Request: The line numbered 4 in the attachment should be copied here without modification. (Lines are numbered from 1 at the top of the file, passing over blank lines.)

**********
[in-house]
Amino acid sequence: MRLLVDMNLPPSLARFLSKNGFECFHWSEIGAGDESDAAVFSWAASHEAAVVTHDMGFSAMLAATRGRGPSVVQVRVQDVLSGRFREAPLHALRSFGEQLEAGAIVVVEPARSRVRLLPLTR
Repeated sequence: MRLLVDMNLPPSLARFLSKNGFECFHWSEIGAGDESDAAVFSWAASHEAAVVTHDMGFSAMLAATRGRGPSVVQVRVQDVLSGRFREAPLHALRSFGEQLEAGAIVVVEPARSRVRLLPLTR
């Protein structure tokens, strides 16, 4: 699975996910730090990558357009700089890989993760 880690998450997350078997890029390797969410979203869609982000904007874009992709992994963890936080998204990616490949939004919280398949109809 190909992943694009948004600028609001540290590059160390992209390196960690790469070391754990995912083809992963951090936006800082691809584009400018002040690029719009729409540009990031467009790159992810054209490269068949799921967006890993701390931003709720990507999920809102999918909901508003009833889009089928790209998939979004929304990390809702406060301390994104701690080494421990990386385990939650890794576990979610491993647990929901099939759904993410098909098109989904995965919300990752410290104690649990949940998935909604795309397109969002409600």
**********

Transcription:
């Protein structure tokens, strides 16, 4: 699975996910730090990558357009700089890989993760 880690998450997350078997890029390797969410979203869609982000904007874009992709992994963890936080998204990616490949939004919280398949109809 190909992943694009948004600028609001540290590059160390992209390196960690790469070391754990995912083809992963951090936006800082691809584009400018002040690029719009729409540009990031467009790159992810054209490269068949799921967006890993701390931003709720990507999920809102999918909901508003009833889009089928790209998939979004929304990390809702406060301390994104701690080494421990990386385990939650890794576990979610491993647990929901099939759904993410098909098109989904995965919300990752410290104690649990949940998935909604795309397109969002409600």